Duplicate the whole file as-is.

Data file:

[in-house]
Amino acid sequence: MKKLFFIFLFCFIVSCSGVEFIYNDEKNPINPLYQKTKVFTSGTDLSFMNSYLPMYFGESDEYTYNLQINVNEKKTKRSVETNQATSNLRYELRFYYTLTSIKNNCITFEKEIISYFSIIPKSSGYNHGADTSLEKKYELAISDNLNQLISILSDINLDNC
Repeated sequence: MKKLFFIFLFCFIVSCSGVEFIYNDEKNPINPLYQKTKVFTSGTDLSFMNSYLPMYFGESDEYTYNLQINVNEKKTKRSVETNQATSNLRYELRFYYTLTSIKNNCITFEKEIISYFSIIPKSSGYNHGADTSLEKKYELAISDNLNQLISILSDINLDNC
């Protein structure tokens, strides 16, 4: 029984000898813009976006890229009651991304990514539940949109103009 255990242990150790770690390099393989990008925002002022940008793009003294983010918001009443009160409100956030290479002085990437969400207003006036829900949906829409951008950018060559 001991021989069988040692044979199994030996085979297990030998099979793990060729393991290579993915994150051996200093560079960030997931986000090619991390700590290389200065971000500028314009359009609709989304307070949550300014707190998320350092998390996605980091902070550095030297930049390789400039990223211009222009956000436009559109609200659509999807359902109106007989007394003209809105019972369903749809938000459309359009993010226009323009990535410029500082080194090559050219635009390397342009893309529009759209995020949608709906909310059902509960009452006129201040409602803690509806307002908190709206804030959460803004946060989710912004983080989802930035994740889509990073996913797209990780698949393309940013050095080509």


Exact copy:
[in-house]
Amino acid sequence: MKKLFFIFLFCFIVSCSGVEFIYNDEKNPINPLYQKTKVFTSGTDLSFMNSYLPMYFGESDEYTYNLQINVNEKKTKRSVETNQATSNLRYELRFYYTLTSIKNNCITFEKEIISYFSIIPKSSGYNHGADTSLEKKYELAISDNLNQLISILSDINLDNC
Repeated sequence: MKKLFFIFLFCFIVSCSGVEFIYNDEKNPINPLYQKTKVFTSGTDLSFMNSYLPMYFGESDEYTYNLQINVNEKKTKRSVETNQATSNLRYELRFYYTLTSIKNNCITFEKEIISYFSIIPKSSGYNHGADTSLEKKYELAISDNLNQLISILSDINLDNC
């Protein structure tokens, strides 16, 4: 029984000898813009976006890229009651991304990514539940949109103009 255990242990150790770690390099393989990008925002002022940008793009003294983010918001009443009160409100956030290479002085990437969400207003006036829900949906829409951008950018060559 001991021989069988040692044979199994030996085979297990030998099979793990060729393991290579993915994150051996200093560079960030997931986000090619991390700590290389200065971000500028314009359009609709989304307070949550300014707190998320350092998390996605980091902070550095030297930049390789400039990223211009222009956000436009559109609200659509999807359902109106007989007394003209809105019972369903749809938000459309359009993010226009323009990535410029500082080194090559050219635009390397342009893309529009759209995020949608709906909310059902509960009452006129201040409602803690509806307002908190709206804030959460803004946060989710912004983080989802930035994740889509990073996913797209990780698949393309940013050095080509």